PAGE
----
Note, there are multiple factors that go into the degree of doneness of a cooked steak, and it goes far beyond cook time and the temperature of the grill. For example, the internal temperature of the beef when it hits the grill, the amount of marbling, and the thickness of the steak will all affect cook time.
Therefore, these suggested cook times should be used as "guidelines," for grilling accuracy, nothing beats an instant-read thermometer.
- For rare steaks, cook for about 3 minutes on each side. Pull when the internal temperature reaches 120°.
- For medium-rare steaks, cook for about 4 minutes on each side. Pull when the internal temperature reaches 130°.
- For medium to medium-well steaks, cook for about 5 minutes on each side. Pull when the internal temperature reaches 140° - 145°.
COWBOY STEAK Q & A
WHAT IS A COWBOY STEAK CUT?
A Cowboy Steak is a Bone-In Ribeye.
WHERE DOES IT COME FROM?
A Cowboy Steak comes from the ribeye which is from the primal rib section of a cow, or the Prime Rib.
WHY IS IT CALLED A COWBOY RIBEYE?
Some sources say Bone-In Ribeyes are referred to as Cowboy Steaks because cowboys would hold on to the bone like a handle. Others say it is because thick-cut ribeyes are big, hearty, and ultra-rugged, ensuring they would satisfy any hard-working cowboy's appetite.
WHAT IS THE DIFFERENCE BETWEEN A COWBOY STEAK AND A TOMAHAWK STEAK?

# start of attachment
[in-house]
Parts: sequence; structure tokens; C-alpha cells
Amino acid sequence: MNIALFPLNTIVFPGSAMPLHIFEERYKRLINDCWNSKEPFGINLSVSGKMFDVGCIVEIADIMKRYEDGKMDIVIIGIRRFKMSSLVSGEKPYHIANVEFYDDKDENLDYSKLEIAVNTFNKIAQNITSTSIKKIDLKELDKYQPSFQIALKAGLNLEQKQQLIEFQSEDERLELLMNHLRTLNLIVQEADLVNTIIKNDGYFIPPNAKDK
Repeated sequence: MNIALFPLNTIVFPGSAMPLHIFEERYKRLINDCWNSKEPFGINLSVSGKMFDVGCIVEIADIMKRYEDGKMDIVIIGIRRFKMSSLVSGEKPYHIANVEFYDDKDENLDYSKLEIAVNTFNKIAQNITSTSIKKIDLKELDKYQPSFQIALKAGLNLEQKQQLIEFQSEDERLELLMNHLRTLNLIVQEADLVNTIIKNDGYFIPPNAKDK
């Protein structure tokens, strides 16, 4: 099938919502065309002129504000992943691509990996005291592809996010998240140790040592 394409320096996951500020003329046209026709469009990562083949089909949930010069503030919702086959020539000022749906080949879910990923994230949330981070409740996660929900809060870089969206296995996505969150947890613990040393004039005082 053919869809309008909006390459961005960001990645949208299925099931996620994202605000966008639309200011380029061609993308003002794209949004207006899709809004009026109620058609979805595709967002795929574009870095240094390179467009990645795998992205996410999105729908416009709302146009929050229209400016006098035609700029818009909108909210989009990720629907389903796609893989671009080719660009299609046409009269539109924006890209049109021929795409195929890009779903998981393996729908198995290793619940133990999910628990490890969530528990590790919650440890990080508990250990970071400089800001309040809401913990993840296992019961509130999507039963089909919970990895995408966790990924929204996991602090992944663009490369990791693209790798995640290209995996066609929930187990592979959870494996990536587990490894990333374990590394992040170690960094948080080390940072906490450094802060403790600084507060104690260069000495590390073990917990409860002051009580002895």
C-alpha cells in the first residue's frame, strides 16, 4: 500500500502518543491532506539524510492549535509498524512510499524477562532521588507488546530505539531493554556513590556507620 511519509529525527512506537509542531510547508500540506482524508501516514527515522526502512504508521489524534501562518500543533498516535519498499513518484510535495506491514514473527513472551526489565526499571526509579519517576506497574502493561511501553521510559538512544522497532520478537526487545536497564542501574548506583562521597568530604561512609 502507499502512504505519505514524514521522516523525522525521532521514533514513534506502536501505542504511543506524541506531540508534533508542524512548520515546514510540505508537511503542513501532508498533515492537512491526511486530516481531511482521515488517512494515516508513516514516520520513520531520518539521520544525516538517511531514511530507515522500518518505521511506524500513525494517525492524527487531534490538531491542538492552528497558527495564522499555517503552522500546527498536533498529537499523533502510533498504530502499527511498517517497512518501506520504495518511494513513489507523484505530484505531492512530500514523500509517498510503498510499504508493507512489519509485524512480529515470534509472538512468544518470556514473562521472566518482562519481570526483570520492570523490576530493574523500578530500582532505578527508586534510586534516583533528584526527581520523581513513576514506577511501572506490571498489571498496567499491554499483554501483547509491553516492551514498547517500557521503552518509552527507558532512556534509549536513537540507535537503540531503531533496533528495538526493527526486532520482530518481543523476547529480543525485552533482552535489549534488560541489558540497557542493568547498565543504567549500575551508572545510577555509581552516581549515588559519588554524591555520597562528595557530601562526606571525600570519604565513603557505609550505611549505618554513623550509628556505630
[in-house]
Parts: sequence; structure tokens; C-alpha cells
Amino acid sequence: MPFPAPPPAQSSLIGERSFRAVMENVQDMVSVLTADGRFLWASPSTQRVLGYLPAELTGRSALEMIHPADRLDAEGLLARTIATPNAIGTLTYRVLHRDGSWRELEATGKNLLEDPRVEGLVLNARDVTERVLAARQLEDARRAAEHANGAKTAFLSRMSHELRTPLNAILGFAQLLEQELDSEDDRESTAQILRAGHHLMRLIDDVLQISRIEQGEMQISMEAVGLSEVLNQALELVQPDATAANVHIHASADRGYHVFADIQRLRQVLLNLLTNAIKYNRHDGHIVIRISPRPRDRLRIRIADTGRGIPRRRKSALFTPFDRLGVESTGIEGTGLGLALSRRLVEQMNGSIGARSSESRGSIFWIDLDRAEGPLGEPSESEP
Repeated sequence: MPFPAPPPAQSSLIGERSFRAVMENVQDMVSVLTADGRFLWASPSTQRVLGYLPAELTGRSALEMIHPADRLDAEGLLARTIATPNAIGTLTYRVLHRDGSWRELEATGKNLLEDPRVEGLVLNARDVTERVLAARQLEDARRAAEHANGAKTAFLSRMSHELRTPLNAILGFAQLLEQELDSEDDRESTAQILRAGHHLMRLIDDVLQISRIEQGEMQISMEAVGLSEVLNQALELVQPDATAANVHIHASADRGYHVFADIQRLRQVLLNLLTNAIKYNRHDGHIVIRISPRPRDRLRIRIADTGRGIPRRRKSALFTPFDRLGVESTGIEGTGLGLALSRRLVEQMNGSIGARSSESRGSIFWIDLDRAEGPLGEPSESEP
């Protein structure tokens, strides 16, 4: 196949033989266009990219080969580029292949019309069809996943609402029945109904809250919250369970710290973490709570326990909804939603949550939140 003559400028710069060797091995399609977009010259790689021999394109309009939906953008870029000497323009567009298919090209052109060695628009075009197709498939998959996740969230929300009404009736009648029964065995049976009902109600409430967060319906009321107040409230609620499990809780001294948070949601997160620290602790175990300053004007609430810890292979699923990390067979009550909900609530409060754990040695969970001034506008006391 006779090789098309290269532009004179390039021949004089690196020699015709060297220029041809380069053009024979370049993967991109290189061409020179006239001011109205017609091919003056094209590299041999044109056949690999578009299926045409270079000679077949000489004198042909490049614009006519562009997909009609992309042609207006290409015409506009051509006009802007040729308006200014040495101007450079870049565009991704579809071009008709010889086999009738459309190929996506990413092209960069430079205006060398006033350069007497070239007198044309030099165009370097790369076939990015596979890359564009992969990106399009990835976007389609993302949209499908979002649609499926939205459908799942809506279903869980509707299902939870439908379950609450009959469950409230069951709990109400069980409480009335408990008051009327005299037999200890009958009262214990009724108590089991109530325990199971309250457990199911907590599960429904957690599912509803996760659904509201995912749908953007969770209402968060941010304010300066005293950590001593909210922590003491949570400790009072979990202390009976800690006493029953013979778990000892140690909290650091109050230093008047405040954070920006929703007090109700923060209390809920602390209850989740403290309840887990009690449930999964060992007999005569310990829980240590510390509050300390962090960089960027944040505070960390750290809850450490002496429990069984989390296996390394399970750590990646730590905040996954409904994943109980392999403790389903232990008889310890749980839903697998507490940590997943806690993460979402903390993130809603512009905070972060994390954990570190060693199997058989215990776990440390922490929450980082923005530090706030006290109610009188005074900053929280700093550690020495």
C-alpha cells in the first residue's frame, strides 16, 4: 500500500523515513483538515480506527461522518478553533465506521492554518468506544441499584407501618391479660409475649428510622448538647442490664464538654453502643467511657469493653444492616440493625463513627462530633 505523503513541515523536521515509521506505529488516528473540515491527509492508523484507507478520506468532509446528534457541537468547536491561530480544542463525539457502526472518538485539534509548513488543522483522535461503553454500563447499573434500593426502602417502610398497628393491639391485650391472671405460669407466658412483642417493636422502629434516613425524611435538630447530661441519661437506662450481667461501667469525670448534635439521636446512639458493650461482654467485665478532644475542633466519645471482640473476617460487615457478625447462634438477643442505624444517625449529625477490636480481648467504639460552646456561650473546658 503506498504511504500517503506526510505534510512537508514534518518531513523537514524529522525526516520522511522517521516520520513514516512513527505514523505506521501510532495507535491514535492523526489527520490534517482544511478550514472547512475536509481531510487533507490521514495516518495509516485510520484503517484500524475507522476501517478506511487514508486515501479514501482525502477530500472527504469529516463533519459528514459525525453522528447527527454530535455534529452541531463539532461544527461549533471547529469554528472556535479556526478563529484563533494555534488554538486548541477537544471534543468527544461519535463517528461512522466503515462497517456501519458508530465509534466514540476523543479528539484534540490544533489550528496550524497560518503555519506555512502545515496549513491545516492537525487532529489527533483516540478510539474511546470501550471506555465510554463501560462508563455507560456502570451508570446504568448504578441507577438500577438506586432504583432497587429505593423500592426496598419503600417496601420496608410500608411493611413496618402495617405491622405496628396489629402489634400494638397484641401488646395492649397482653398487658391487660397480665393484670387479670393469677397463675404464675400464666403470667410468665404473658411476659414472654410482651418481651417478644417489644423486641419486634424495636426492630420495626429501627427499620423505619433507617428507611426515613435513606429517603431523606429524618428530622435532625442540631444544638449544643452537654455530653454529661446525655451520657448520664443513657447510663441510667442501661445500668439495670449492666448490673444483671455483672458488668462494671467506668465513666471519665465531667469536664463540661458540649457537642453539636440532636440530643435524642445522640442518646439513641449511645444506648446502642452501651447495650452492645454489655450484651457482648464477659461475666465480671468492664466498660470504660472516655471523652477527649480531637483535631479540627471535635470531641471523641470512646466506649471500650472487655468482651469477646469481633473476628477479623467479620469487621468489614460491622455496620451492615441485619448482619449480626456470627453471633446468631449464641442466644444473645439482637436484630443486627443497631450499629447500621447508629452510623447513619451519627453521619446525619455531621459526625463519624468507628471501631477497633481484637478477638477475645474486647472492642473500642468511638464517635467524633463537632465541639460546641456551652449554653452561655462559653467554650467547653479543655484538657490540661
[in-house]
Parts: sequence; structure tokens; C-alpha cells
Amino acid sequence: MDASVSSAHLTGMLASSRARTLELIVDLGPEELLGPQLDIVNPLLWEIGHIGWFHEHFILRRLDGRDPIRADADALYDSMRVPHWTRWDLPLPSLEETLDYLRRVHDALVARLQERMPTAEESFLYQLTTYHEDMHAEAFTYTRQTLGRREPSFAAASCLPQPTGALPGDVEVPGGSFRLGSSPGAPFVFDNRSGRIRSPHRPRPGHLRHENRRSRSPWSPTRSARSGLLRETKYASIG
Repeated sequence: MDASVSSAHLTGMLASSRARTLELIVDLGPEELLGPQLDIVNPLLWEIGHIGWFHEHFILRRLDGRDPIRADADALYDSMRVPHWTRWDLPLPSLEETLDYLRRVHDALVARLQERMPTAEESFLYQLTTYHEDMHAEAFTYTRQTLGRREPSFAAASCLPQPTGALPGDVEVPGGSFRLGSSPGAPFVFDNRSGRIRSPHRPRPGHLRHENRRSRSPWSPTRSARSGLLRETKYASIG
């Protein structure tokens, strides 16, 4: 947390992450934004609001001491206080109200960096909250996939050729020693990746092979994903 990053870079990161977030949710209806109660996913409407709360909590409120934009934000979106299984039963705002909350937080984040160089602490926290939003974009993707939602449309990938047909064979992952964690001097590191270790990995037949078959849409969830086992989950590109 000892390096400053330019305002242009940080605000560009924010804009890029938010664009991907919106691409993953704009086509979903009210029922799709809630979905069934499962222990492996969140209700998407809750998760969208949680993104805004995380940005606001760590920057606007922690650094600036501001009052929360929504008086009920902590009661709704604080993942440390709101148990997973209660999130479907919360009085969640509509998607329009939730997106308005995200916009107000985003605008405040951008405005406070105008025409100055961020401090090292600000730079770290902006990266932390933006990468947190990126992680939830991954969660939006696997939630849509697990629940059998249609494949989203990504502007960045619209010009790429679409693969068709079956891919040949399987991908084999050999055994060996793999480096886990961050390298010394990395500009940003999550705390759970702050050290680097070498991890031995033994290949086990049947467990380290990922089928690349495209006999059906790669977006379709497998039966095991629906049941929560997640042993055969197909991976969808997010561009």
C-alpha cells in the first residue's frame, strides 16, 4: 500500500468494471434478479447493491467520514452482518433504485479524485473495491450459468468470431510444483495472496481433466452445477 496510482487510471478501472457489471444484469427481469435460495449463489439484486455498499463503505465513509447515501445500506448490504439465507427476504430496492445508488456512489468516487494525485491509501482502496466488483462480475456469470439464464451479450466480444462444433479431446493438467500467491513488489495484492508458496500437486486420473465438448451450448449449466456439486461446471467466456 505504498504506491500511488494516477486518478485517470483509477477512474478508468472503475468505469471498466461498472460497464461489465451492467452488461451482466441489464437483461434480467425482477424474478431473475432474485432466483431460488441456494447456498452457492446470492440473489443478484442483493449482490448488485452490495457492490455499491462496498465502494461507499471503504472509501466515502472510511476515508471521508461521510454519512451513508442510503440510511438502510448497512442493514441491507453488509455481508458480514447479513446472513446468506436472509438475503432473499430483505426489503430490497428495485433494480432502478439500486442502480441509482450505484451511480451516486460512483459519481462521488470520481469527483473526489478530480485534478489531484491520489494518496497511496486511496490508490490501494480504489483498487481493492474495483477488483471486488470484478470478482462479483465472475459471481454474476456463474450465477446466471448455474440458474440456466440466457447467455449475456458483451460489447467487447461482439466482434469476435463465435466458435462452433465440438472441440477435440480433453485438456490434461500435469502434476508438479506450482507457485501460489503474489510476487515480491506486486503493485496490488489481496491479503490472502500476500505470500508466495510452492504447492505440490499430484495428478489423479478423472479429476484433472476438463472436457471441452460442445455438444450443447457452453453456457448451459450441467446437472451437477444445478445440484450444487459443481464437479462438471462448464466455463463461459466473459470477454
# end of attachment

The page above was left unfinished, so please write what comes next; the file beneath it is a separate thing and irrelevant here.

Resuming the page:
A Tomahawk Steak has an impressively long, frenched rib bone, whereas a Cowboy Steak would likely be thinner cut than a Tomahawk Steak and if there is a bone extending out of the steak, it would not be nearly as long.
HOW BIG IS A COWBOY RIBEYE?
This is completely dependent on the size of the cow and how thick the steak is cut. These steaks can range anywhere from 14 to 24 ounces.
STEAK SAUCES TO TRY
5 MORE BEEFY RECIPES YOU'LL LOVE
Streaked with gorgeous marbling, as juicy as they come, and equipped with a bone that translates into big steak flavor, these Bone-In Ribeyes (a.k.a. Cowboy Steaks) are almost as impressive before they hit the grill as they are coming off of it.
- 2 tablespoons Kosher salt
- 2 tablespoons coarse black pepper
- 4 cowboy cut ribeyes or bone-in ribeyes (just over 1" thick)
Set the steaks out at room temperature for 30 minutes prior to grilling.
Prepare a gas or charcoal grill and bring to medium-high heat. To test whether or not your grill is hot enough, (carefully) hold your hand about 6" from the grate. It should be so hot, that you have to move it by the count of 3.
While you're waiting on the grill to come to temperature, season the steaks liberally with the salt and pepper on both sides and all around the edges. Pat to adhere.
Add the steaks to the hot grill. For medium-rare, cook over direct heat for 4 minutes on each side, turning only once throughout the entire cooking process. Watch for flare-ups. Your goal internal temperature is 130°.
Set the steaks aside and allow to rest for 5-10 minutes, serve and enjoy.
For rare steaks, subtract 1 minute from each side's cook time, and pull when the internal temperature reaches 120°.
For medium to medium-well steaks, add 1 minute to each side's cook time. and pull when the internal temperature reaches 140° - 145°.